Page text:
By Andrew Fraley

When he’s not busy protesting the Disneyfication of Times Square, saving the Poe House from destruction or working to prevent the private development of Union Square and Coney Island, Reverend Billy likes to celebrate the holidays with friends and family in a more traditional way. The Christmas revival series are the Sunday sermons of the Church of Stop Shopping.

In addition to activism in the New York Area and around the world, Reverend Billy has been performing these shows throughout the city for nearly a decade.  These “sermons,” as they are called, are one of the many ways in which Billy spreads his anti-consumerism message. Focusing many of his efforts on the period of time between Thanksgiving and Christmas, which he calls, “an orgy of consumerism,” Billy started the Christmas revival series. Accompanied by a seven-piece band and a 35-member gospel choir, the revival series run on the three Sundays after Thanksgiving, the last being on December 21.

The sermons themselves have humble origins. Started in 1999 in St. Clement’s Playhouse, the theatre of St. Clement’s Church in Hell’s Kitchen, the group has since moved on to bigger venues. In late 2001, the group began performing at the Bleecker Street Theatre, a venue that houses over 200 audience members. “That was a step up,” described Billy. “Before that, we were performing in a church basement.” The show on December 14 was at the newly $5.2 million renovated Dixon Place Theatre. Dixon Place, which houses and supports performing artists in the heart of the city, was still finishing renovations. The 60 or so people that filled the theatre (the show sold out) were asked to donate money for amenities, and a construction hat was passed around.

“The songs and service are shaped around the subject,” said Billy, describing each sermon’s development. What starts as discussion between the choir evolves into that week’s sermon. Thematic and current, the sermons always preach the same message, but in an ever changing way. The communal development of the show is what drew Stefani Peikin, a former solo performer, to join the choir. Miz Stefani (her stage name) lived in the same building as Billy before a friend recommended she audition for the choir. “Billy usually has an idea of where the sermon’s going to start and end,” described Stefani. “The middle of the show is very organic…you’ll never see the same show twice.” As an improv actor by trade, Billy will improvise each sermon and let it flow naturally, but the topics themselves usually stem from this organic process. Because of this, the show will see many recurring audience members. “I look out and see the same people a lot,” said Stefani. One audience member, Tom Wallace, has been attending the shows for eight years. “I love these shows because it contains laughter and deeper meaning…It shows that protesting can be fun,” said the East Village resident.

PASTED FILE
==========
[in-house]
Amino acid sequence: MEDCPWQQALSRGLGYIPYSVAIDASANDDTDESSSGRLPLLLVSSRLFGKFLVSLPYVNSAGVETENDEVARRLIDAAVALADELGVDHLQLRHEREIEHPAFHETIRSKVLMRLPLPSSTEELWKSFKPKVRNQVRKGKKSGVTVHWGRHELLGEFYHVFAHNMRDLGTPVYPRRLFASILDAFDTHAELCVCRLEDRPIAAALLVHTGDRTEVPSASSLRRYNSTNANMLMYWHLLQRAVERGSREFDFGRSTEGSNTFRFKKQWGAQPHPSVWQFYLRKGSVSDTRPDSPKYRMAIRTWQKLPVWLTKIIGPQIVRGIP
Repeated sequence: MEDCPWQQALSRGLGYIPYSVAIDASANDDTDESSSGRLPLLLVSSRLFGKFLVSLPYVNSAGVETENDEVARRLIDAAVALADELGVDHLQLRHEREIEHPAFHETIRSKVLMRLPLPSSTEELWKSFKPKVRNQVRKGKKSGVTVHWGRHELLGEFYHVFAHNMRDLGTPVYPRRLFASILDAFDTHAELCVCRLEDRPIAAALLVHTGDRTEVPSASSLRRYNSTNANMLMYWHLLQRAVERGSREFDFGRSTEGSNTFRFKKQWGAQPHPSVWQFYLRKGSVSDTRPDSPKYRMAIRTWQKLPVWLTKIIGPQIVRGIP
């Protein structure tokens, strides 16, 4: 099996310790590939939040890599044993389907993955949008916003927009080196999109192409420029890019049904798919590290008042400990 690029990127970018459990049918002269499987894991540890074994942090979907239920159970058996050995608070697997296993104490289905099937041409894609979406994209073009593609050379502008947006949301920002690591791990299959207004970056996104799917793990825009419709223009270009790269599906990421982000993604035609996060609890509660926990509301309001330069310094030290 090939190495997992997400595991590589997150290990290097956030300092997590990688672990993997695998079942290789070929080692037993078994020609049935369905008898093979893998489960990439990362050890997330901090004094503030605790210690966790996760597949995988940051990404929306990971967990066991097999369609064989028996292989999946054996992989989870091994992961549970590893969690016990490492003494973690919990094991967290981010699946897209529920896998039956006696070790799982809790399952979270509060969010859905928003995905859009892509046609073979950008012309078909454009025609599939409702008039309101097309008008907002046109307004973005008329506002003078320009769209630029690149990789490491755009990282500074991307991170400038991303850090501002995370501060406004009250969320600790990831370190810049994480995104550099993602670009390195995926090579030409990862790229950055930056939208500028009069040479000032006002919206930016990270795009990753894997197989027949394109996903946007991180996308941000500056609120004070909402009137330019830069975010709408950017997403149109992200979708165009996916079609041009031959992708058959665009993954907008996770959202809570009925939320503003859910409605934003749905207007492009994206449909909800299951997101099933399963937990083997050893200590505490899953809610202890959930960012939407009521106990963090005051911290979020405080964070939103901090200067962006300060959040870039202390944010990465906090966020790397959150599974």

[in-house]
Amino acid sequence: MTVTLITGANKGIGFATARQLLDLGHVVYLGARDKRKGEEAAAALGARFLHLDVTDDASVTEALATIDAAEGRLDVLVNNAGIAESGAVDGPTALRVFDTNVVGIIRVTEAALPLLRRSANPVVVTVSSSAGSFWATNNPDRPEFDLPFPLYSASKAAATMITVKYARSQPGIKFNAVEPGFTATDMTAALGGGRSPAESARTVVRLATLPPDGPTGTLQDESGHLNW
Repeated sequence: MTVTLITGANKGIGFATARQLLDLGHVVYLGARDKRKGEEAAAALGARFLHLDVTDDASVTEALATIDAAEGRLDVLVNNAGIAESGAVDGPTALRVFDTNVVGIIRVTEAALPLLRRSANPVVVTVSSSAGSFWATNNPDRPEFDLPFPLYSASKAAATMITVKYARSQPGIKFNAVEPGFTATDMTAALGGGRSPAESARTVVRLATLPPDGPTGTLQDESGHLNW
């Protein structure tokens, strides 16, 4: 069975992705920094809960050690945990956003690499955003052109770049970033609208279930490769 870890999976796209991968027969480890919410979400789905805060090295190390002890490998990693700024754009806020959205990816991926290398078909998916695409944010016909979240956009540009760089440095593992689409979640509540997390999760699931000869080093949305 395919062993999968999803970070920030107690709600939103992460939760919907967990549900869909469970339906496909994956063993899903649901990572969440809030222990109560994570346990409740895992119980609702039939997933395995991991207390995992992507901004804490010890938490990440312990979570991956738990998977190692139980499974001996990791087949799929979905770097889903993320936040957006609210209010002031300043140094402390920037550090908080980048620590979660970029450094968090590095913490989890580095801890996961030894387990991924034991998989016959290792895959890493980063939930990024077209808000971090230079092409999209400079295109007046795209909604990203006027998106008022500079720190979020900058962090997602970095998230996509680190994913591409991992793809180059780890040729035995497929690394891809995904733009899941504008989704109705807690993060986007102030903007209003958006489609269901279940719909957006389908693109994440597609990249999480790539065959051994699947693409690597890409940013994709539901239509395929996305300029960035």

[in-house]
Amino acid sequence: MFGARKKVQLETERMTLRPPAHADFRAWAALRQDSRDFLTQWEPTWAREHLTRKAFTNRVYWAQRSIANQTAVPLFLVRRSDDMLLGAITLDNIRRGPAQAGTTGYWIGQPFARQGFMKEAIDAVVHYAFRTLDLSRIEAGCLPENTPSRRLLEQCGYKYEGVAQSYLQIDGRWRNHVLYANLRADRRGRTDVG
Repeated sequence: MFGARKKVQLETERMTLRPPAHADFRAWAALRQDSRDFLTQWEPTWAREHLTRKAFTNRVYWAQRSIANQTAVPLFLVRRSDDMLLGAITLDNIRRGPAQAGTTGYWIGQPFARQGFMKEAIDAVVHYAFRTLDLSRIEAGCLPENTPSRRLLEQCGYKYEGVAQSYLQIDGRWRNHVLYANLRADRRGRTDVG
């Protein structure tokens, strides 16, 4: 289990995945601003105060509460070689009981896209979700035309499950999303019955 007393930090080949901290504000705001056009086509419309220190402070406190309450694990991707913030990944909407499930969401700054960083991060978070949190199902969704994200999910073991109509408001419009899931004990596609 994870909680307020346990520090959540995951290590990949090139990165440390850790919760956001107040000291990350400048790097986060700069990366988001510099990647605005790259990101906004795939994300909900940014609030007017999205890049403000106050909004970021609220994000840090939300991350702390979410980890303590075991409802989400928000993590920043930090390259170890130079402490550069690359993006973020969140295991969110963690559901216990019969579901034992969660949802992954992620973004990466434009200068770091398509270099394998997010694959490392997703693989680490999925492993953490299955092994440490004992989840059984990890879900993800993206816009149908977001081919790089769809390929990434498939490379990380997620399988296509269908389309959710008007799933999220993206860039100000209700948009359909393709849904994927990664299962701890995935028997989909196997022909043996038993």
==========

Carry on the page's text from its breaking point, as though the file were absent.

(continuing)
The show also features organizations or events around the city that Billy and the Church feel ought to be spotlighted. At the December 14 show, a  choir member detailed the organization of Street Memorial Project, a movement to create memorials and awareness of pedestrian and bicycle deaths throughout the city. Rasha Shamoon, the choir member’s late friend, had a ghost bike placed in her honor after her death at the intersection of Bowery and Delancey. After the show, the audience and church all walked a block to visit the painted white bicycle memorial. A moment of silence was followed by a boisterous cheer for Rasha’s memory.

The show over the years has also evolved. The choir is in constant flux, but also has many devotees to the cause. “Some people audition. Some people come up and say, ‘Oh, I’m in your choir now,’” explained Savitri Durkee, the show’s director and wife of Reverend Billy. Ages of the choir members range from 14 to 67, according to The Reverend, and their backgrounds are just as diverse. One choir member, a grandmother and New York City teacher, was with the group everywhere they went, even to this year’s Burning Man. She abruptly left earlier this year after four years of service. “Some people just jump into the performance,” said The Reverend. “They just leap into the choir, and then they never leave.” Ben Cerf, a French-American and Bowery resident, did just that. “I joined about five years ago…it was right after the first show I saw,” he explained. Cerf also moonlights as a Billionaire For Bush, another activist performance group.

A mixture of professionals and volunteers, the not-for-profit theatre company maintains its equilibrium this way. “It’s a funny checks and balances system,” described Durkee. The professionals are usually activist performers and artists who can work full time on the shows, while the volunteers are often equally talented but maintain outside jobs and can only commit their free time to the show. The show features solos from volunteers and professionals alike.

The choir is also involved in activism around the world. Whether protesting Victoria’s Secret’s forest clear cutting practices to produce their catalogs, helping Ethiopian farmers gain a fair share of profits from Starbuck’s Corporation or singing in a parodical gospel choir in the heart of New York City, Reverend Billy and the Church of Stop Shopping have consistently spread the message of conscious, informed and sustainable consumption.

“We talk a lot. And we rehearse a lot. Well, maybe we don’t rehearse that much,” said Durkee about preparation for each show. The show on December 14 was performed brilliantly, so perhaps she’s just being modest.


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